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cartoonprofessor at 1:09PM, Dec. 28, 2009
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imshard
As for the titled question? I've always maintained that most people simply prefer to adopt their views from someone else. Namely because its easier and encouraged by social pressures.

Right on the ball, Imshard…

Thinking takes effort.

Unfortunately the vast majority of modern humans find it far easier to simply ‘adopt’ another's point of view (usually one parroted by the mainstream media or their church ‘leaders’ over and over) than to think things through themselves and come to an informed, intelligent opinion.

Not only is doing so easier, but it absolves one from any responsibility if their choice is shown to be wrong. (not to mention avoiding being a social pariah because they are questioning the staus quo… Kyupol is an example of this)

In my opinion, the vast majority of social and personal ills stem from an inability to be responsible for one's own individual actions and decisions. This is why the ‘victim’ mentality is so prevelant today.

“It's not my fault! The TV (or preacher) made me think that way!”
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isukun at 4:42PM, Dec. 28, 2009
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Unfortunately the vast majority of modern humans find it far easier to simply ‘adopt’ another's point of view (usually one parroted by the mainstream media or their church ‘leaders’ over and over) than to think things through themselves and come to an informed, intelligent opinion.

We live in the information age and it has become increasigly hard to think everything through without using information that's tainted by others. Our understanding of the physical world and society is too advanced these days to do research on everything. Our only alternative is to assume people who claimt o be experts in a particular field know what they are doing and can inform us on how to think. Unfortunately, those experts don't always do the research and often prefer to infer things, make assumptions, or twist facts to present a “truth” that doesn't reflect reality.

This is actually something you can see a lot of in these forums. People love to link to government sponsored foundations, publicly run and maintained sites like wikipedia, or news sites and all are going to be skewed by some bias.

not to mention avoiding being a social pariah because they are questioning the staus quo… Kyupol is an example of this

Not really. Kyupol pretty much does the same thing where he gets his information and his opinions from other sources. That's why he always seems to have a Fox News video or other conservative source to back up all of his arguments.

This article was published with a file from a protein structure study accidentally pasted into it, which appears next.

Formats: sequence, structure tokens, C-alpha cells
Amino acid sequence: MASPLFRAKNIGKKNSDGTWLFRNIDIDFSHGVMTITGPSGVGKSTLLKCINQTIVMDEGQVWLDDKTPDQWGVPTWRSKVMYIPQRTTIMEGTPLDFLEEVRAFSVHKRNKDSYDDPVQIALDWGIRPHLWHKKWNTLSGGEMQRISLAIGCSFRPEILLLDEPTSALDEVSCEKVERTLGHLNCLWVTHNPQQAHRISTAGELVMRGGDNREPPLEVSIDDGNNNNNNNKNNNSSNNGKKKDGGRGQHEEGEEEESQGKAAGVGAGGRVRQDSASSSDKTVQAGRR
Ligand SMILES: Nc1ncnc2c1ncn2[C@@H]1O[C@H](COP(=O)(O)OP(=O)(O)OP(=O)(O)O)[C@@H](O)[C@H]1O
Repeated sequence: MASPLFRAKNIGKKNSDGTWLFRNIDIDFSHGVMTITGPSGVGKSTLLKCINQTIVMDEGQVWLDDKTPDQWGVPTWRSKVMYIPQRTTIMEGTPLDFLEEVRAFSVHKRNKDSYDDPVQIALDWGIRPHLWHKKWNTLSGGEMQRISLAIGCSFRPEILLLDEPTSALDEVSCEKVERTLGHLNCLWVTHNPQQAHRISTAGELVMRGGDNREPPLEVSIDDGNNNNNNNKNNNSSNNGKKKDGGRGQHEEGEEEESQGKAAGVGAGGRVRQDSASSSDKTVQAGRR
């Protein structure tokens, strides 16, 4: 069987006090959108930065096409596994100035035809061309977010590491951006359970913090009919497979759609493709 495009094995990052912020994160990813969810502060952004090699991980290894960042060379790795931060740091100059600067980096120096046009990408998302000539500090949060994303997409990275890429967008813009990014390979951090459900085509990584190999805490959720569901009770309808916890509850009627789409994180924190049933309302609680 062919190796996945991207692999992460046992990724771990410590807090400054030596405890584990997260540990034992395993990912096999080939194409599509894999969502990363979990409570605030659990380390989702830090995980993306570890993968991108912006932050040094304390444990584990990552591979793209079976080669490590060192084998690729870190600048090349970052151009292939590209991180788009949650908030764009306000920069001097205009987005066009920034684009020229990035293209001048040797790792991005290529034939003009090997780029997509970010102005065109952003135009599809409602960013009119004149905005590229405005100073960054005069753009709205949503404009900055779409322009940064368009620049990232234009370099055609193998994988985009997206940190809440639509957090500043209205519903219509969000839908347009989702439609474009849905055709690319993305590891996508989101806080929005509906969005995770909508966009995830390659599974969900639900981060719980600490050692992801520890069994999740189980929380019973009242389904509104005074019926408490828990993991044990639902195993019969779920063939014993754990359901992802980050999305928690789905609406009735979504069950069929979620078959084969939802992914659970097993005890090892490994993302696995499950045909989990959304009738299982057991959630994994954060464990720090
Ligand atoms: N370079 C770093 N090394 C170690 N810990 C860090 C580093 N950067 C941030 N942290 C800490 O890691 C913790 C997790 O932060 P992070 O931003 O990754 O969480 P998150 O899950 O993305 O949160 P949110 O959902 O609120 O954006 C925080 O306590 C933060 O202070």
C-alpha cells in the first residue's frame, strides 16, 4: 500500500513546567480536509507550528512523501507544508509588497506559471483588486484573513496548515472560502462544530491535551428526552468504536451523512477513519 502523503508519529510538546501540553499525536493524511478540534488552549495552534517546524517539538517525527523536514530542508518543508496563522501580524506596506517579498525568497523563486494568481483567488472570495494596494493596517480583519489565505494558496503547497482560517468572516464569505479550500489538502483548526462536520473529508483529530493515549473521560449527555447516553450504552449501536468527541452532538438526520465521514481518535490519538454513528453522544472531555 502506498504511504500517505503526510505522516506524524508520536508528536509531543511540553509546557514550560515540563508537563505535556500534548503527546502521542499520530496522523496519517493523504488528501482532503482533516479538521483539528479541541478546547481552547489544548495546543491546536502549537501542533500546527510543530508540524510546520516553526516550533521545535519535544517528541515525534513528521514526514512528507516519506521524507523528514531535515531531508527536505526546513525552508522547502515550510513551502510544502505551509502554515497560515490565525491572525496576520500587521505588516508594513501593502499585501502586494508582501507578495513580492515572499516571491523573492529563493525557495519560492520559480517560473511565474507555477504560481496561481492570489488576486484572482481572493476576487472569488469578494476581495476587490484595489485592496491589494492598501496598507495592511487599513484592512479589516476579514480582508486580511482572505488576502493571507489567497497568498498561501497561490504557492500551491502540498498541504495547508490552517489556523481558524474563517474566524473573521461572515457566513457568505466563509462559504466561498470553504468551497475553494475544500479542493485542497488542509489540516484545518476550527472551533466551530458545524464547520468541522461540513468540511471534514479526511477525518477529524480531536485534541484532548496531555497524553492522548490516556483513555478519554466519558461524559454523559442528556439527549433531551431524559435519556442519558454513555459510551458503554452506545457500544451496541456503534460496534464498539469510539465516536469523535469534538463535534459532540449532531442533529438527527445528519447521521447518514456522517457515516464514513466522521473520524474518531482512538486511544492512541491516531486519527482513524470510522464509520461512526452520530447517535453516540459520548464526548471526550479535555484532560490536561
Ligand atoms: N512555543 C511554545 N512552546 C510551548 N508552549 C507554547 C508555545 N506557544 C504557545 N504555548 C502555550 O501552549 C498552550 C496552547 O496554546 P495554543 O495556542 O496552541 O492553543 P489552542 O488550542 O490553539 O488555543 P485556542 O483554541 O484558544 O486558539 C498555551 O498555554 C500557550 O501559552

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cartoonprofessor at 4:48AM, Dec. 29, 2009
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You're missing my point Isukun…

The reason Ignorance is so prevalent in this ‘information age’ is not because of information overload, it is because so many people allow others to do their thinking for them.

It is too easy to simply believe a point of view rather than stop and think it through logically using our own intellect.

Thinking takes effort and demands responsibility. If we do not think things through but take another's point of view, then we are not truly responsible for our actions/thoughts because they were never our own thoughts to begin with. By ‘following the crowd’ we are deferring responsibility.

If we thought things through ourselves, then we become responsible for the consequences of those thoughts… we are acting on our own conclusions based on our own intellect.

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Orin J Master at 9:46AM, Dec. 29, 2009
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cartoonprofessor
It is too easy to simply believe a point of view rather than stop and think it through logically using our own intellect.

this is also wrong. actually, this is a bit more wrong that iskun. the problem is that information is only useful to people that use deductive reasoning (which is more complex than logical reasoning) and very, VERY few people really learn that skill anymore.

as an example. you may have heard about israel attacking palistine. makes israel sound bad, but then you dig a bit deeper and find out that palistine fires rockets into israel. so it's a war. except that israel military is attacking palistine because of rockets fired by a splinter faction that's no longer part of the palistine government. so israel's simple making a poor decision to being attacked. but the reason this splinter group is firing rockets in because israel is illegally populating land it agreed belonged to palistine with colonists and then claiming the land as theirs anyways, so israel is actually invading pasitinian land and using the army to force the natives out for their expansion.